David Schultz is an academic colleague of mine, a Professor at Hamline University, who recently used his blog to raise an issue that is all too often ignored: the current operation of federalism.
“Be careful what you wish for because you just might get it” is an old adage that might apply to Republicans when they make calls for federalism and states’ rights. When Republicans began advocating for more state power they probably never expected to get what they are seeing now–states pressuring one another on policy and human rights issues, and states doing things that the national government cannot do. And when Democrats and Liberals cheer for state travel bans to punish states for bathroom bills, they too may be opening themselves up to the dangers of federalism.
As David points out, we usually see staunch defenses of “state’s rights” as Republican-speak for “we have the right to ignore parts of the constitution we don’t like.” State’s rights understood in that way have a sordid history. Theoretically, such local control would strengthen grass-roots democracy; in reality, the agenda of many of the champions of the “New Federalism” was to use states rights to weaken the national government and undo what they labeled “the liberal agenda.”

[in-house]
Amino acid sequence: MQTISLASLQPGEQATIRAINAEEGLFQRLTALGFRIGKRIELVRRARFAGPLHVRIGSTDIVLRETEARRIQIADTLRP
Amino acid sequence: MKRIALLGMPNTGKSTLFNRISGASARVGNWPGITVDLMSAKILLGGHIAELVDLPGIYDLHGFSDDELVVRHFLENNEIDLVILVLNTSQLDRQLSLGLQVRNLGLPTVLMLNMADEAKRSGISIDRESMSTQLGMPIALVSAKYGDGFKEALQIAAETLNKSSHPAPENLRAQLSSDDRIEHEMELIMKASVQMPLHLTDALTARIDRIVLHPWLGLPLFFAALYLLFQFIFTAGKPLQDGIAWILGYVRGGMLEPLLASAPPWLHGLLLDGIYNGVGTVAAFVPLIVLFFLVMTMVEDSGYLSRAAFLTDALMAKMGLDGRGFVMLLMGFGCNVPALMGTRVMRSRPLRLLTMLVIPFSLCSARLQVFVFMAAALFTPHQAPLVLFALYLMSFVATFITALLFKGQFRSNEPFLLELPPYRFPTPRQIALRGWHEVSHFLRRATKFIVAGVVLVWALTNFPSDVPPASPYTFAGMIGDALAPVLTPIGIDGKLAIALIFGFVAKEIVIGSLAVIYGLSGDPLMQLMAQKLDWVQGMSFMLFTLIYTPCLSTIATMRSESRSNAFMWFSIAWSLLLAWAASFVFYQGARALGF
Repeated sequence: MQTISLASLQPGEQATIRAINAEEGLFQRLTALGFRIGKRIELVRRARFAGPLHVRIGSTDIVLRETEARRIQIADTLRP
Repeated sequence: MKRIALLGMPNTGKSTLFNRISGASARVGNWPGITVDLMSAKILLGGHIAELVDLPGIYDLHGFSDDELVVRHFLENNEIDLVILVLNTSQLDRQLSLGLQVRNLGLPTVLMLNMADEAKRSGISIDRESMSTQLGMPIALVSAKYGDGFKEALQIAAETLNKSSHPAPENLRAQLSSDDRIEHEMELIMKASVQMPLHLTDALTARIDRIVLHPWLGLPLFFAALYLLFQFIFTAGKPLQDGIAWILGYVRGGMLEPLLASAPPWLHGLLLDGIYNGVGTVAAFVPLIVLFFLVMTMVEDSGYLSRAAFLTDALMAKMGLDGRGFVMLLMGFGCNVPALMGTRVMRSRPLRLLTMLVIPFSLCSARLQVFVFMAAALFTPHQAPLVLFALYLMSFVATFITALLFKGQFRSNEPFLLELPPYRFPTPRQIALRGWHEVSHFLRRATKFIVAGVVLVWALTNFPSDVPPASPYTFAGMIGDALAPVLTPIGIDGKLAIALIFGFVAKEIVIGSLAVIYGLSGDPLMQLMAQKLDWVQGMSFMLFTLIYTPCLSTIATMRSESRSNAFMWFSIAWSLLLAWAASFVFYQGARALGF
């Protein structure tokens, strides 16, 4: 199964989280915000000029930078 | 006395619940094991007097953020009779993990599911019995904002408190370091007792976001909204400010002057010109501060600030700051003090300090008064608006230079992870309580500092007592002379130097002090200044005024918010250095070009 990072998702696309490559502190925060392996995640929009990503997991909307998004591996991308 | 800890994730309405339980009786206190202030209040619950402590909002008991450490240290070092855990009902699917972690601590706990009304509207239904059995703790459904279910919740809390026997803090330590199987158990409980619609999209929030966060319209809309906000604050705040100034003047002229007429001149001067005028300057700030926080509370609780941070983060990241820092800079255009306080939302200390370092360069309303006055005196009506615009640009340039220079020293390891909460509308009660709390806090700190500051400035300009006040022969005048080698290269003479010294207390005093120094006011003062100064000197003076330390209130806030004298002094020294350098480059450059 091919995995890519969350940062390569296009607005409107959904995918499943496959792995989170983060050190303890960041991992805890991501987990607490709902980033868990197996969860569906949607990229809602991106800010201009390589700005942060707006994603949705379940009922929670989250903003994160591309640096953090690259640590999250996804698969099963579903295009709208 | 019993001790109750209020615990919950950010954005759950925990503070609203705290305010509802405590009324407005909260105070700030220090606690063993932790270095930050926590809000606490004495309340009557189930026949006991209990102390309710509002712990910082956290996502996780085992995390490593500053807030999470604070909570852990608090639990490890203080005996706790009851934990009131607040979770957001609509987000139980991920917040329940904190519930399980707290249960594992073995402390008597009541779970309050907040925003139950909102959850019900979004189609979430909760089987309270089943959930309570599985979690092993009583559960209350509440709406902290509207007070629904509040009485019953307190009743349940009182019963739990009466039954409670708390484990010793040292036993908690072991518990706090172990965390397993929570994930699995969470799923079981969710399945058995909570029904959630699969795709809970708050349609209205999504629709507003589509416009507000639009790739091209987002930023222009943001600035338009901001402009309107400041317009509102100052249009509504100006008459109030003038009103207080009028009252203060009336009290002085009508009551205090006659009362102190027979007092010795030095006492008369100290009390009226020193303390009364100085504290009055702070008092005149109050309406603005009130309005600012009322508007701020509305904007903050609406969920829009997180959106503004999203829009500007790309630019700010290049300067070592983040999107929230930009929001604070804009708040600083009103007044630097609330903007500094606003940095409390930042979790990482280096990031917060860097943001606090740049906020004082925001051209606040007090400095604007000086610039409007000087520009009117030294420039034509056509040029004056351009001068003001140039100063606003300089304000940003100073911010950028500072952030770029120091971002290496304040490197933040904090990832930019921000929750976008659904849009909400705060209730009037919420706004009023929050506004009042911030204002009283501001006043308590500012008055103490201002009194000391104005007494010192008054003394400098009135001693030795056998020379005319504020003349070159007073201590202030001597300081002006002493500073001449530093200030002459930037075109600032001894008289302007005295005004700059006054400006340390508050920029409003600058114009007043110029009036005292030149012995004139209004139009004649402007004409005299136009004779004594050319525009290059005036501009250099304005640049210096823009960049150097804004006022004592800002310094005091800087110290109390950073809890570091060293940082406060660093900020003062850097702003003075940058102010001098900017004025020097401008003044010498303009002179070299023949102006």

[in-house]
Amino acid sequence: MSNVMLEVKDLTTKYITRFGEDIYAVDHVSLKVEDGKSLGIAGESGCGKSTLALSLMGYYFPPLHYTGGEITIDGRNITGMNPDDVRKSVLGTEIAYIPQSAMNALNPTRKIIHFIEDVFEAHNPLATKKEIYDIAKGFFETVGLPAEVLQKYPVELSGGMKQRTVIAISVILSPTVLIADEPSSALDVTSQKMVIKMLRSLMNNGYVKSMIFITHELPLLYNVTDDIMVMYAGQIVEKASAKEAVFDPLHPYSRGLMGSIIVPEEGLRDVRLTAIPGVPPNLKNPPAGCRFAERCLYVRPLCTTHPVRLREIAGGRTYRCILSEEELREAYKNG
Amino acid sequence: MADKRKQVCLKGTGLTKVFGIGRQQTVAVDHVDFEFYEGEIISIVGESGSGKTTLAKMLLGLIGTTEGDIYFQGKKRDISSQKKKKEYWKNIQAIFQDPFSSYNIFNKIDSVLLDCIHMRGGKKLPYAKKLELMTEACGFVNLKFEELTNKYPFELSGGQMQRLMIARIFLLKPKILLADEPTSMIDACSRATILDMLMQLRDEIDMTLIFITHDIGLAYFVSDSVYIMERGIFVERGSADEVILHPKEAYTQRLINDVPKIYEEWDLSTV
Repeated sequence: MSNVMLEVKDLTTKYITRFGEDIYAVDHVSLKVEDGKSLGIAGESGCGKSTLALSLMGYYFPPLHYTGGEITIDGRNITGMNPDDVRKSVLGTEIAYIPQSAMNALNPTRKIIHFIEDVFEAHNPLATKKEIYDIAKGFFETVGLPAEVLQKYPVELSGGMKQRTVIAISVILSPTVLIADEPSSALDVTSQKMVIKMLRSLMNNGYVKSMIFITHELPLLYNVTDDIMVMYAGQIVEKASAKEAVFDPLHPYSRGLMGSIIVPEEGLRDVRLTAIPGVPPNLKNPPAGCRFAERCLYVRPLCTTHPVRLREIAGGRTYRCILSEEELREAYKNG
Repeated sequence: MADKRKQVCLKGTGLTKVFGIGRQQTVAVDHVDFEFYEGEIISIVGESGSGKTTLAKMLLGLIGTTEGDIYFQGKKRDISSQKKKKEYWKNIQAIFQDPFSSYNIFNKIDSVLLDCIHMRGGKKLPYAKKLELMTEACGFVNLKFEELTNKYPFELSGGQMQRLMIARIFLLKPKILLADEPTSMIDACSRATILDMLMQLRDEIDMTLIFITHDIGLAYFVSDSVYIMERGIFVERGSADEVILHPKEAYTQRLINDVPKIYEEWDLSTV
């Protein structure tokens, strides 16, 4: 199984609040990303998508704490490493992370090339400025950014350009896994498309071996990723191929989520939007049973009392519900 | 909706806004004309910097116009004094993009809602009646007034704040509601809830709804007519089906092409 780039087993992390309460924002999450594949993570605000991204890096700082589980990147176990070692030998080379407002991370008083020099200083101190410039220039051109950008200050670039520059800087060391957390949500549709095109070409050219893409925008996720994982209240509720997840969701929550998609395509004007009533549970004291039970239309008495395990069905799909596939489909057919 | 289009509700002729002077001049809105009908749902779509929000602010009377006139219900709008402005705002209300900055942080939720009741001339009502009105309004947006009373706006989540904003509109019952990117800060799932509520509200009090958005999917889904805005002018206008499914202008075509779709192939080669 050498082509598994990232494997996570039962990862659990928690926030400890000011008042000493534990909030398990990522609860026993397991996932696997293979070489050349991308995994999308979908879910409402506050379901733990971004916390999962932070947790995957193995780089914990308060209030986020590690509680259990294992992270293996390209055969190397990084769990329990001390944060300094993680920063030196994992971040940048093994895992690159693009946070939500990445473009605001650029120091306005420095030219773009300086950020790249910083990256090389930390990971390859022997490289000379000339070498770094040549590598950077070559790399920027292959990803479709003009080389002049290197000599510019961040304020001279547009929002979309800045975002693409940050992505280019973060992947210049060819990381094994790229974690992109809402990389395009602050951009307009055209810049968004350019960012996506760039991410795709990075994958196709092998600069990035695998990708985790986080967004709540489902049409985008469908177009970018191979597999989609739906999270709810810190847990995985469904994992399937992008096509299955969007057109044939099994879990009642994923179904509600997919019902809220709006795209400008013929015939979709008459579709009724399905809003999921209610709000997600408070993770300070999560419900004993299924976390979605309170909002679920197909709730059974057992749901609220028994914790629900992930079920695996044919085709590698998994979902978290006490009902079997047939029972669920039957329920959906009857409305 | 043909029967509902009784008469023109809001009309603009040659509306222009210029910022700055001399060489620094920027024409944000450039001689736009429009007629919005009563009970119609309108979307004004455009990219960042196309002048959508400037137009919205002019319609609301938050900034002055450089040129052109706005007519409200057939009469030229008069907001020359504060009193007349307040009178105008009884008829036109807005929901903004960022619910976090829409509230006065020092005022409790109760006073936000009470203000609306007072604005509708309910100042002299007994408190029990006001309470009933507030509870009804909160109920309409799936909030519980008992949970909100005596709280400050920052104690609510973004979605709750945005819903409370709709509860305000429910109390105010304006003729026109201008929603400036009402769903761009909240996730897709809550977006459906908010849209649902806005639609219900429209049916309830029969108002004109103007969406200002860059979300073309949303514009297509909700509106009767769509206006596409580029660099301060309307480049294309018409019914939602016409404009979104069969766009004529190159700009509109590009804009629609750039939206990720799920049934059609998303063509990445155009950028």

Did empowering the states allow North Carolina and Mississippi to enact anti-LGBT legislation? Did it lead to Indiana’s embarrassing anti-choice bill? Sure. But there are very few single-edged swords.
But conversely, federalism also meant that states were freed up to act and do things they could not do before. The concept of New Judicial Federalism, launched by a famous 1986 law review article by Supreme Court Justice Brennan, meant that state courts could draw on their constitutions to innovate. And they have. It was state courts that launched the gay rights movement, eventually pressuring the US Supreme Court to constitutionalize a right to same-sex marriage last year. But states have also moved on marijuana legalization, health care reform, banning the death penalty, right to die legislation, minimum wage, and a host of other reforms that the federal government could not pass and which conservatives did not like. Change is more often than not bottom up and not top down, and the federal courts have taken their cues from state courts to make doctrinal changes under federal law….
But now consider the reaction to the bathroom bills. States, including Minnesota, have now imposed bans on non-essential travel to these states and are leading the way to encourage corporations and organizations to boycott these states. Unleashing federalism means that states have the power to pressure one another to toe the policy line. Doubtful this is what states’ rights advocates envisioned.
Our current understanding of federalism invites its invocation for less than noble reasons, and ultimately, that’s not good news for anyone, conservative or liberal. As David points out,
What if other states decide they do not like legislation in Colorado or Washington legalizing marijuana? Or what if some states want to pressure another on tax, education, or other policies? So far the new federalism boycotts have been launched to support liberal causes, but why not for conservative ones too? Minnesota’s economic travel ban makes many Democrats feel politically smug but that tool can be used against them too.